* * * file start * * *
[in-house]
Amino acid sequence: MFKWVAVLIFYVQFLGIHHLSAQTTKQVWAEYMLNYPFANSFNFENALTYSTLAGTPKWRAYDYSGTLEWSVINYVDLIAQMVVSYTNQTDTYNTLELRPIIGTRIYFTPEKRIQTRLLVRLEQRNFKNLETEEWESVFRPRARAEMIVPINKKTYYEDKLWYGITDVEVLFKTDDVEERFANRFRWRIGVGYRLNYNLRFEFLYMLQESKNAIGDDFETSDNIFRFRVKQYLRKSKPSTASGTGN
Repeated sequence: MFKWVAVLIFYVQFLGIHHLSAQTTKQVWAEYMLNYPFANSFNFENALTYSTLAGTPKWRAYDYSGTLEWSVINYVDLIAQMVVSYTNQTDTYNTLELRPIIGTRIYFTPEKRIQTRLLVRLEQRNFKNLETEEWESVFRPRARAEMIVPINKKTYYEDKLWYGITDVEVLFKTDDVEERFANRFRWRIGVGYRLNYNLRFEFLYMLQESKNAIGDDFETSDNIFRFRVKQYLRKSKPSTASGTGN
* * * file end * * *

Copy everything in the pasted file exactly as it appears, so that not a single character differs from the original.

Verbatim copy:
[in-house]
Amino acid sequence: MFKWVAVLIFYVQFLGIHHLSAQTTKQVWAEYMLNYPFANSFNFENALTYSTLAGTPKWRAYDYSGTLEWSVINYVDLIAQMVVSYTNQTDTYNTLELRPIIGTRIYFTPEKRIQTRLLVRLEQRNFKNLETEEWESVFRPRARAEMIVPINKKTYYEDKLWYGITDVEVLFKTDDVEERFANRFRWRIGVGYRLNYNLRFEFLYMLQESKNAIGDDFETSDNIFRFRVKQYLRKSKPSTASGTGN
Repeated sequence: MFKWVAVLIFYVQFLGIHHLSAQTTKQVWAEYMLNYPFANSFNFENALTYSTLAGTPKWRAYDYSGTLEWSVINYVDLIAQMVVSYTNQTDTYNTLELRPIIGTRIYFTPEKRIQTRLLVRLEQRNFKNLETEEWESVFRPRARAEMIVPINKKTYYEDKLWYGITDVEVLFKTDDVEERFANRFRWRIGVGYRLNYNLRFEFLYMLQESKNAIGDDFETSDNIFRFRVKQYLRKSKPSTASGTGN